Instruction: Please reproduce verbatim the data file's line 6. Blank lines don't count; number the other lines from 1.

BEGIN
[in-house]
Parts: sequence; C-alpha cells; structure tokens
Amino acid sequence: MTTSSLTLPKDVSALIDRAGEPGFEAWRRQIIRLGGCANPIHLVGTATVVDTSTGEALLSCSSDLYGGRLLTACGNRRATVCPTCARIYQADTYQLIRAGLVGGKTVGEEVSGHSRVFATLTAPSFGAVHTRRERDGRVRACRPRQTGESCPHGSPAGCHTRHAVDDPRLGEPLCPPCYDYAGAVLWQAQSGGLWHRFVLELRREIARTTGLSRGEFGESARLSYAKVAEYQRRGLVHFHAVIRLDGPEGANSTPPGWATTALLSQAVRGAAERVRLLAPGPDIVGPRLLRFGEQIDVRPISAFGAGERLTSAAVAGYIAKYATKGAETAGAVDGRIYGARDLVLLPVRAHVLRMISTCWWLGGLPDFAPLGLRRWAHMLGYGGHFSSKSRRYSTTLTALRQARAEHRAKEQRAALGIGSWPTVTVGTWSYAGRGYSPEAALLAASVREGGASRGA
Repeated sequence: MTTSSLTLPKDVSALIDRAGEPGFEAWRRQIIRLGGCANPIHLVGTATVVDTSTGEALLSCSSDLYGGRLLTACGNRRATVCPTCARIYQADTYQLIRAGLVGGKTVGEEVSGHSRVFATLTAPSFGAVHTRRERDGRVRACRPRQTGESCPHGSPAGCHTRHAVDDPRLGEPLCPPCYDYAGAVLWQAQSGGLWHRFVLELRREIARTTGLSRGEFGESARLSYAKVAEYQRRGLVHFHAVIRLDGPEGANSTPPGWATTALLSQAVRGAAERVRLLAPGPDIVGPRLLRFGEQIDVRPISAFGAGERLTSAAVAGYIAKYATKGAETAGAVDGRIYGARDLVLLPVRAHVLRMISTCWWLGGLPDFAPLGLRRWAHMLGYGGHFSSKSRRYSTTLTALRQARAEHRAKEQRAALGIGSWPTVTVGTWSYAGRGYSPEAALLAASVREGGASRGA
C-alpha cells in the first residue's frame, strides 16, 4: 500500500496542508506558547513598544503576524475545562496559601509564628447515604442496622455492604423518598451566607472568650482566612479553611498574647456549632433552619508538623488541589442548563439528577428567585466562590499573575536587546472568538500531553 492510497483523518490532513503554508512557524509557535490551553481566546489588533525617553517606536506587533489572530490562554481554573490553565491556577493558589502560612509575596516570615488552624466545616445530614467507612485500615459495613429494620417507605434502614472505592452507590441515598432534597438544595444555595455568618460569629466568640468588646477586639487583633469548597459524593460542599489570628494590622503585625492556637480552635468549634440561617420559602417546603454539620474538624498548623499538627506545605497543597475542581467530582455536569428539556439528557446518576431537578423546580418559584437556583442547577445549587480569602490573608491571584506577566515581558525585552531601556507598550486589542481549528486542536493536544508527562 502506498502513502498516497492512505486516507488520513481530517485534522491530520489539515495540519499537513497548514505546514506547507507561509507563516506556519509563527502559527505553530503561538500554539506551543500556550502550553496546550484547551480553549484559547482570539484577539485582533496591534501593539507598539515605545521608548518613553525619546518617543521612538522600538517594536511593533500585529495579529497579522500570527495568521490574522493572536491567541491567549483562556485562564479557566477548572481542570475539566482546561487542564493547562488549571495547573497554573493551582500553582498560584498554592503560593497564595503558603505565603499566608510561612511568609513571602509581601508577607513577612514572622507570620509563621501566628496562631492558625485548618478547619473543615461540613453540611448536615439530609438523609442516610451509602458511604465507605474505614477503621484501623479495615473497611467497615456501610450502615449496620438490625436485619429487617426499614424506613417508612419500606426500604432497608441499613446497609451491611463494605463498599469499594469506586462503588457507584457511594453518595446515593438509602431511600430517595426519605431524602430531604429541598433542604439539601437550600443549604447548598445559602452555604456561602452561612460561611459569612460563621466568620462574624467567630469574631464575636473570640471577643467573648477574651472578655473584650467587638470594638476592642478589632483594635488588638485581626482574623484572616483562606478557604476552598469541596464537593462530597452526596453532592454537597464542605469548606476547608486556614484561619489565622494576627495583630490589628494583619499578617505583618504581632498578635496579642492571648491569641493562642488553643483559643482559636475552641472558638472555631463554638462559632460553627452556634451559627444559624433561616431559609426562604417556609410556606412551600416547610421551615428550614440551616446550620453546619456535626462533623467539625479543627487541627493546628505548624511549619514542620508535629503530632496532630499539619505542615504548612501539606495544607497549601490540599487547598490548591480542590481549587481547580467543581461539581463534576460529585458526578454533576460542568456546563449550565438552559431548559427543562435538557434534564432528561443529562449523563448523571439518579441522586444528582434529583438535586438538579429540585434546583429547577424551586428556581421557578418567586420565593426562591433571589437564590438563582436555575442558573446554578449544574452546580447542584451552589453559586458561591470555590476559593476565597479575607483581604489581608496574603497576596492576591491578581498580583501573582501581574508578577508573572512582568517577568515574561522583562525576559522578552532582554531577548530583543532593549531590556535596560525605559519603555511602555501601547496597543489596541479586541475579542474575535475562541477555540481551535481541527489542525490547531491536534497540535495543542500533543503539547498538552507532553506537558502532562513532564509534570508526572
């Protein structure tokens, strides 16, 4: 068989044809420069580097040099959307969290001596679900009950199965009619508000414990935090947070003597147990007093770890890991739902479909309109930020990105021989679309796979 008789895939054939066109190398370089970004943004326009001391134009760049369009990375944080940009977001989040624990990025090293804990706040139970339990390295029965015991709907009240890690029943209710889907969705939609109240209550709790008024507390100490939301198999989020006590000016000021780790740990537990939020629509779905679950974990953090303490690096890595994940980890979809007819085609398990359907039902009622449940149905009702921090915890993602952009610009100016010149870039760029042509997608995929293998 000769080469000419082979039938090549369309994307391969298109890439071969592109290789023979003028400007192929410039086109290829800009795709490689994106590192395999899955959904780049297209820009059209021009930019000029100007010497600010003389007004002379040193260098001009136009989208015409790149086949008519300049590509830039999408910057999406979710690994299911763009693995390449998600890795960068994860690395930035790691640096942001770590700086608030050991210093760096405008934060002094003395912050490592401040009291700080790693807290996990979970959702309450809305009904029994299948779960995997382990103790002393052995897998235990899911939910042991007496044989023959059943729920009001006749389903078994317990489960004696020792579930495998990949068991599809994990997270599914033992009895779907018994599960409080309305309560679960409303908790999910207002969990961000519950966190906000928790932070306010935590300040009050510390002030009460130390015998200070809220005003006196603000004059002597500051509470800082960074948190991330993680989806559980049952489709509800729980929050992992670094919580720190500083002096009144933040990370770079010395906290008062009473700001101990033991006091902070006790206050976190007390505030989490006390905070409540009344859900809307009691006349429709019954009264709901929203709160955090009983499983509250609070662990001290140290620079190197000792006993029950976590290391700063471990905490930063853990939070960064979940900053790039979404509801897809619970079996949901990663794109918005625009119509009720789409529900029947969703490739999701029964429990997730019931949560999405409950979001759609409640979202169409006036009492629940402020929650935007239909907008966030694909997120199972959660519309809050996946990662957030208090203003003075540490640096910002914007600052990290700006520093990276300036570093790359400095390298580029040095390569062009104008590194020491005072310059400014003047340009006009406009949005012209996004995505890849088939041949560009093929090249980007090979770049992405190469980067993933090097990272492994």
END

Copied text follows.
């Protein structure tokens, strides 16, 4: 068989044809420069580097040099959307969290001596679900009950199965009619508000414990935090947070003597147990007093770890890991739902479909309109930020990105021989679309796979 008789895939054939066109190398370089970004943004326009001391134009760049369009990375944080940009977001989040624990990025090293804990706040139970339990390295029965015991709907009240890690029943209710889907969705939609109240209550709790008024507390100490939301198999989020006590000016000021780790740990537990939020629509779905679950974990953090303490690096890595994940980890979809007819085609398990359907039902009622449940149905009702921090915890993602952009610009100016010149870039760029042509997608995929293998 000769080469000419082979039938090549369309994307391969298109890439071969592109290789023979003028400007192929410039086109290829800009795709490689994106590192395999899955959904780049297209820009059209021009930019000029100007010497600010003389007004002379040193260098001009136009989208015409790149086949008519300049590509830039999408910057999406979710690994299911763009693995390449998600890795960068994860690395930035790691640096942001770590700086608030050991210093760096405008934060002094003395912050490592401040009291700080790693807290996990979970959702309450809305009904029994299948779960995997382990103790002393052995897998235990899911939910042991007496044989023959059943729920009001006749389903078994317990489960004696020792579930495998990949068991599809994990997270599914033992009895779907018994599960409080309305309560679960409303908790999910207002969990961000519950966190906000928790932070306010935590300040009050510390002030009460130390015998200070809220005003006196603000004059002597500051509470800082960074948190991330993680989806559980049952489709509800729980929050992992670094919580720190500083002096009144933040990370770079010395906290008062009473700001101990033991006091902070006790206050976190007390505030989490006390905070409540009344859900809307009691006349429709019954009264709901929203709160955090009983499983509250609070662990001290140290620079190197000792006993029950976590290391700063471990905490930063853990939070960064979940900053790039979404509801897809619970079996949901990663794109918005625009119509009720789409529900029947969703490739999701029964429990997730019931949560999405409950979001759609409640979202169409006036009492629940402020929650935007239909907008966030694909997120199972959660519309809050996946990662957030208090203003003075540490640096910002914007600052990290700006520093990276300036570093790359400095390298580029040095390569062009104008590194020491005072310059400014003047340009006009406009949005012209996004995505890849088939041949560009093929090249980007090979770049992405190469980067993933090097990272492994």